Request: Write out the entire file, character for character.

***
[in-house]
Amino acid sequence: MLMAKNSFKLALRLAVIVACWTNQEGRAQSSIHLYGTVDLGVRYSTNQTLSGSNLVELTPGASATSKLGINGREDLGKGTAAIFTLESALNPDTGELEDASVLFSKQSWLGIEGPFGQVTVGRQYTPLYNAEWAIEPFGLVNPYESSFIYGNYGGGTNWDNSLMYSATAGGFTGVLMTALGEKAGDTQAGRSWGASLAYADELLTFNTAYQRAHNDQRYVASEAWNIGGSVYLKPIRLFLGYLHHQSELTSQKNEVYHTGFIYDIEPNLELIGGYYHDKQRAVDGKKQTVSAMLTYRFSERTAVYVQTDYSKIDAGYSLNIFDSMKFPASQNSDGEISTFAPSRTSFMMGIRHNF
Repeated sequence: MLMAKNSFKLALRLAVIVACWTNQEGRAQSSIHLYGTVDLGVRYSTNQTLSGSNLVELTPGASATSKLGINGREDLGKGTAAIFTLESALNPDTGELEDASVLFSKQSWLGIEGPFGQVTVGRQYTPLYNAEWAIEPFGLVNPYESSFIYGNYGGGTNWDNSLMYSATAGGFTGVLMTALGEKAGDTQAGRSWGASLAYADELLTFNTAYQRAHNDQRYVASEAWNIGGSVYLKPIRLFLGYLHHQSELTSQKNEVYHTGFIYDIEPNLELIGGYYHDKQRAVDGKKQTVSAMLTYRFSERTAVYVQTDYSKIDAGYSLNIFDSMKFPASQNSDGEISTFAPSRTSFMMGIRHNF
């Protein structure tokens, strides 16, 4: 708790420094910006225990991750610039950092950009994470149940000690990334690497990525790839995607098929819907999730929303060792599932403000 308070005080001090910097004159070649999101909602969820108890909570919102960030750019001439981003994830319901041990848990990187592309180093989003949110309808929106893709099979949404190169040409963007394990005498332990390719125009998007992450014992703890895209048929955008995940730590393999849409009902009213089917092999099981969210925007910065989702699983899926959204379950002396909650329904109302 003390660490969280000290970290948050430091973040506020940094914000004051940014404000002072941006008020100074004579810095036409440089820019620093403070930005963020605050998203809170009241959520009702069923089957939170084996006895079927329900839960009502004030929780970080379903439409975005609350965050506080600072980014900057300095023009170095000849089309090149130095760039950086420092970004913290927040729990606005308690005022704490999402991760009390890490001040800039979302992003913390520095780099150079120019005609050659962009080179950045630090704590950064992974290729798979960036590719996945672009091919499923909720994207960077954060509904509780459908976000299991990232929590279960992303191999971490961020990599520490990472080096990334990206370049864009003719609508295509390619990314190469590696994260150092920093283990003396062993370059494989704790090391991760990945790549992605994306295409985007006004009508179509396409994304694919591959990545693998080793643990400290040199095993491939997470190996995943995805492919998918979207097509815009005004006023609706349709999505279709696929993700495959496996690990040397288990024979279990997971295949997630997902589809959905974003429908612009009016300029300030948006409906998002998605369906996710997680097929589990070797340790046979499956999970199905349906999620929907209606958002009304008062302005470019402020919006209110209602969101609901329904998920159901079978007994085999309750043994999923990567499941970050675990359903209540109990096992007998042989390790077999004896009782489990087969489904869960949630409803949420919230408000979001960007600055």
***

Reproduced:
[in-house]
Amino acid sequence: MLMAKNSFKLALRLAVIVACWTNQEGRAQSSIHLYGTVDLGVRYSTNQTLSGSNLVELTPGASATSKLGINGREDLGKGTAAIFTLESALNPDTGELEDASVLFSKQSWLGIEGPFGQVTVGRQYTPLYNAEWAIEPFGLVNPYESSFIYGNYGGGTNWDNSLMYSATAGGFTGVLMTALGEKAGDTQAGRSWGASLAYADELLTFNTAYQRAHNDQRYVASEAWNIGGSVYLKPIRLFLGYLHHQSELTSQKNEVYHTGFIYDIEPNLELIGGYYHDKQRAVDGKKQTVSAMLTYRFSERTAVYVQTDYSKIDAGYSLNIFDSMKFPASQNSDGEISTFAPSRTSFMMGIRHNF
Repeated sequence: MLMAKNSFKLALRLAVIVACWTNQEGRAQSSIHLYGTVDLGVRYSTNQTLSGSNLVELTPGASATSKLGINGREDLGKGTAAIFTLESALNPDTGELEDASVLFSKQSWLGIEGPFGQVTVGRQYTPLYNAEWAIEPFGLVNPYESSFIYGNYGGGTNWDNSLMYSATAGGFTGVLMTALGEKAGDTQAGRSWGASLAYADELLTFNTAYQRAHNDQRYVASEAWNIGGSVYLKPIRLFLGYLHHQSELTSQKNEVYHTGFIYDIEPNLELIGGYYHDKQRAVDGKKQTVSAMLTYRFSERTAVYVQTDYSKIDAGYSLNIFDSMKFPASQNSDGEISTFAPSRTSFMMGIRHNF
């Protein structure tokens, strides 16, 4: 708790420094910006225990991750610039950092950009994470149940000690990334690497990525790839995607098929819907999730929303060792599932403000 308070005080001090910097004159070649999101909602969820108890909570919102960030750019001439981003994830319901041990848990990187592309180093989003949110309808929106893709099979949404190169040409963007394990005498332990390719125009998007992450014992703890895209048929955008995940730590393999849409009902009213089917092999099981969210925007910065989702699983899926959204379950002396909650329904109302 003390660490969280000290970290948050430091973040506020940094914000004051940014404000002072941006008020100074004579810095036409440089820019620093403070930005963020605050998203809170009241959520009702069923089957939170084996006895079927329900839960009502004030929780970080379903439409975005609350965050506080600072980014900057300095023009170095000849089309090149130095760039950086420092970004913290927040729990606005308690005022704490999402991760009390890490001040800039979302992003913390520095780099150079120019005609050659962009080179950045630090704590950064992974290729798979960036590719996945672009091919499923909720994207960077954060509904509780459908976000299991990232929590279960992303191999971490961020990599520490990472080096990334990206370049864009003719609508295509390619990314190469590696994260150092920093283990003396062993370059494989704790090391991760990945790549992605994306295409985007006004009508179509396409994304694919591959990545693998080793643990400290040199095993491939997470190996995943995805492919998918979207097509815009005004006023609706349709999505279709696929993700495959496996690990040397288990024979279990997971295949997630997902589809959905974003429908612009009016300029300030948006409906998002998605369906996710997680097929589990070797340790046979499956999970199905349906999620929907209606958002009304008062302005470019402020919006209110209602969101609901329904998920159901079978007994085999309750043994999923990567499941970050675990359903209540109990096992007998042989390790077999004896009782489990087969489904869960949630409803949420919230408000979001960007600055």